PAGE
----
Chinese cuisine a boon to Namibian chef's vocation – Xinhua

November 17, 2022
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Source: Xinhua
Editor: huaxia
2022-11-16 20:10:15

A Namibian chef prepares a Chinese dish at a restaurant in Windhoek, Namibia, on Nov. 12, 2022. (Photo by Ndalimpinga Iita/Xinhua)
Since moving to Windhoek, the Namibian capital city, in the early 1990s, Tuhafeni Sem has worked many casual jobs in many places, but it was right in a Chinese Restaurant in 1997 when tenacity and the love of Chinese food buoyed him into a vocational lift.
WINDHOEK, Nov. 16 (Xinhua) — Since moving to Windhoek, the Namibian capital city, in the early 1990s, Tuhafeni Sem has worked many casual jobs in many places, but it was right in a Chinese Restaurant in 1997 when tenacity and the love of Chinese food buoyed him into a vocational lift.
Sem works as a Chef at Chez Wou, a Chinese restaurant from Country Club in Windhoek. Chez Wou is a household name offering authentic Chinese flavors to thousands of locals annually.
“When I joined, it did not take me too long to learn, and I progressed to chef after a year,” he told Xinhua.

Chef Tuhafeni Sem displays a Chinese dish at a restaurant in Windhoek, Namibia, on Nov. 12, 2022. (Photo by Ndalimpinga Iita/Xinhua)
Amid the growing interest in Chinese cuisine, Sem is leading a growing trend of locals cooking Chinese food.
“My goal is to share a bit of China with the people in Namibia. Food is boundless, and I especially enjoy cooking it because it is different from my traditional food. This gave me a new perspective,” said Sem, born in Edudja, Ohangwena region, in the northern part of Namibia.
He attributes his mastery of Chinese cuisine to on-the-job training.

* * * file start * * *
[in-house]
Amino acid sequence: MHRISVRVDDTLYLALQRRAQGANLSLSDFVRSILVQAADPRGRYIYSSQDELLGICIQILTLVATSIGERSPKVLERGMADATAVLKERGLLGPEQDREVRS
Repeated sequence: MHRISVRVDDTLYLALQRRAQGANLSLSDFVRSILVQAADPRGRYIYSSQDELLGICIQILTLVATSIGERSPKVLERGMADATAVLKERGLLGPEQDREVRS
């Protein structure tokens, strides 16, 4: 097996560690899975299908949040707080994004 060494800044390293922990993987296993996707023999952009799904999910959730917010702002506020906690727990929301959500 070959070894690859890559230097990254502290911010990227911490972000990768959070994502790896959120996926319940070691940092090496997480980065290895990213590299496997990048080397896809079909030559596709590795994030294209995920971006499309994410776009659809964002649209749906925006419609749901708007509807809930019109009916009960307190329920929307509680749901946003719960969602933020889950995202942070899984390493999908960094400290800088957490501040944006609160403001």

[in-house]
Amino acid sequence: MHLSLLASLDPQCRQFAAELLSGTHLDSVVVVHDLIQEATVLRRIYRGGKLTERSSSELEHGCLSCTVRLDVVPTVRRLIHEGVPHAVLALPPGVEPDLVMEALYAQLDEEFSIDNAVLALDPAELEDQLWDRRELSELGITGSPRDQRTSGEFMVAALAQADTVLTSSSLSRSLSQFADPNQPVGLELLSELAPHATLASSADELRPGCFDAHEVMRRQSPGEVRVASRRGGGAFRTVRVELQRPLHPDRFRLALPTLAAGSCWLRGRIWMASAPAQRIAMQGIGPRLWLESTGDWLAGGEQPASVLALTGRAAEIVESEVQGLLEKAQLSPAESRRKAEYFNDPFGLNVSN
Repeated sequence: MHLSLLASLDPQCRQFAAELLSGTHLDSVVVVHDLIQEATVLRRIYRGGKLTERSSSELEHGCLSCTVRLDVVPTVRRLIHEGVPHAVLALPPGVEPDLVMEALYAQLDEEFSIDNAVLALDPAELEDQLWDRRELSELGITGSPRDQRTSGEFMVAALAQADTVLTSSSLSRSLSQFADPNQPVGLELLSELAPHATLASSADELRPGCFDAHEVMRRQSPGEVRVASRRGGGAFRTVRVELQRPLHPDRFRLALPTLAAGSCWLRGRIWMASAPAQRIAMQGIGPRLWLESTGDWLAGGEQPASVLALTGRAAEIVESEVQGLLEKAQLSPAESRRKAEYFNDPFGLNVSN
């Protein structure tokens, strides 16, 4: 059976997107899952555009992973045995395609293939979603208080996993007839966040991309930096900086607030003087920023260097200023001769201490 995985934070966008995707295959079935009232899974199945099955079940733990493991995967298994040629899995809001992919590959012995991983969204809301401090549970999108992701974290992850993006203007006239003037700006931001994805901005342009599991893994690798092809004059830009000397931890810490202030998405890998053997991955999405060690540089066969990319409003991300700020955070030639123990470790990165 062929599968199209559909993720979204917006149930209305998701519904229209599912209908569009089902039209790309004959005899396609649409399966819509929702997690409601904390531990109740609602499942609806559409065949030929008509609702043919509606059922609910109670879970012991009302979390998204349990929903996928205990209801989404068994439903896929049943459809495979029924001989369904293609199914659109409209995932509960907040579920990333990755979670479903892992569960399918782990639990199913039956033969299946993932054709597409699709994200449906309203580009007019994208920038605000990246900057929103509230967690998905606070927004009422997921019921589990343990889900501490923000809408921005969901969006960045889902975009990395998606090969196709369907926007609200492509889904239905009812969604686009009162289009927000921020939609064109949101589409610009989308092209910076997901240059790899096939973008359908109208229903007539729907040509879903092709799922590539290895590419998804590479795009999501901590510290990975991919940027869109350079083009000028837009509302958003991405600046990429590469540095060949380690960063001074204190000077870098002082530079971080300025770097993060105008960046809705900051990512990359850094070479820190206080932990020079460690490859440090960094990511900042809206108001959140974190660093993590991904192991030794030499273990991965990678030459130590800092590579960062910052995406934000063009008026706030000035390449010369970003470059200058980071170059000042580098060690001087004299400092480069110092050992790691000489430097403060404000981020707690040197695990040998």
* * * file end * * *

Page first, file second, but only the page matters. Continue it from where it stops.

“Training offered by the Chinese chefs at the restaurant played a key role in imparting hands-on experience,” the 48-year-old Sem said.
To him, Chinese cuisine is popular among many people in Namibia, and not only with the Chinese community. His favorite Chinese dishes include the popular noodles, beef, pork, and dumplings.
In addition to cooking, he also gained skills in using the machinery of an industrial kitchen.
“I also learned work ethics of hard work and commitment of the Chinese people, which is encouraging,” he said, adding that he also has gained basic Chinese language skills, which enable easier communication with colleagues and clients.
“Most importantly, having a job adds value to my life in terms of purpose and supporting my family,” he noted.
Meanwhile, Sem maximizes his culinary arts to bridge cultural differences by cooking Chinese food for his immediate family and community.
“I fuse Chinese and Namibian food to make my recipes and meals to represent unity and share experiences with local people. That way, I get to share a bit of China with them,” he added.

A Namibian chef prepares a Chinese dish at a restaurant in Windhoek, Namibia, on Nov. 12, 2022. (Photo by Ndalimpinga Iita/Xinhua)
In the interim, if granted the opportunity, he hopes to pursue a course in Culinary Arts specializing in Chinese cuisine. Furthermore, he hopes to launch his own catering business to serve his community nutritional meals and create employment.
“It will also be a good chance to import Chinese ingredients to let Namibians at the grassroots enjoy Chinese flavor and its original taste,” he said.
William Cui, manager of Chez Wou Restaurant, said that the locals’ capacity building and employment form the restaurant’s strategic efforts in furthering cooperation.
The restaurant, which has been in operation for over 10 years, employs more than five locals and two Chinese chefs. “The team drives our mission to cultivate a love for Chinese cuisine in Namibia,” William concluded. 

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